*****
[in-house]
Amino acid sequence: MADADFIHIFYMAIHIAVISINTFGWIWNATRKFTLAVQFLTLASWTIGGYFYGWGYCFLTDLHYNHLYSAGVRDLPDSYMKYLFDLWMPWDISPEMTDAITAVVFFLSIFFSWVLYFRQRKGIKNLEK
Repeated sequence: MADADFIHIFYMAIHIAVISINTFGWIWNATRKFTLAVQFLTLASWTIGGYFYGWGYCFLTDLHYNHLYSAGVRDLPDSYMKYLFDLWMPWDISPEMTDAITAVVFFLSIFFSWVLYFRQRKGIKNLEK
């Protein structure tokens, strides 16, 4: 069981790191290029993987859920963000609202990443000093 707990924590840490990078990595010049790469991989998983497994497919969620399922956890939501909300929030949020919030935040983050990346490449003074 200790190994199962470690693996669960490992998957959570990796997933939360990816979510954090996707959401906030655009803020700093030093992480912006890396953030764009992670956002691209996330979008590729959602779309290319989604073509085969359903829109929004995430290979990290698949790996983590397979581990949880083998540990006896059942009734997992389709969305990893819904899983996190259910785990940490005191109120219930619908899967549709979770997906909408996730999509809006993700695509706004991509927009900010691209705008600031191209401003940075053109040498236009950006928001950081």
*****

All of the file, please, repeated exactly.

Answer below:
[in-house]
Amino acid sequence: MADADFIHIFYMAIHIAVISINTFGWIWNATRKFTLAVQFLTLASWTIGGYFYGWGYCFLTDLHYNHLYSAGVRDLPDSYMKYLFDLWMPWDISPEMTDAITAVVFFLSIFFSWVLYFRQRKGIKNLEK
Repeated sequence: MADADFIHIFYMAIHIAVISINTFGWIWNATRKFTLAVQFLTLASWTIGGYFYGWGYCFLTDLHYNHLYSAGVRDLPDSYMKYLFDLWMPWDISPEMTDAITAVVFFLSIFFSWVLYFRQRKGIKNLEK
């Protein structure tokens, strides 16, 4: 069981790191290029993987859920963000609202990443000093 707990924590840490990078990595010049790469991989998983497994497919969620399922956890939501909300929030949020919030935040983050990346490449003074 200790190994199962470690693996669960490992998957959570990796997933939360990816979510954090996707959401906030655009803020700093030093992480912006890396953030764009992670956002691209996330979008590729959602779309290319989604073509085969359903829109929004995430290979990290698949790996983590397979581990949880083998540990006896059942009734997992389709969305990893819904899983996190259910785990940490005191109120219930619908899967549709979770997906909408996730999509809006993700695509706004991509927009900010691209705008600031191209401003940075053109040498236009950006928001950081």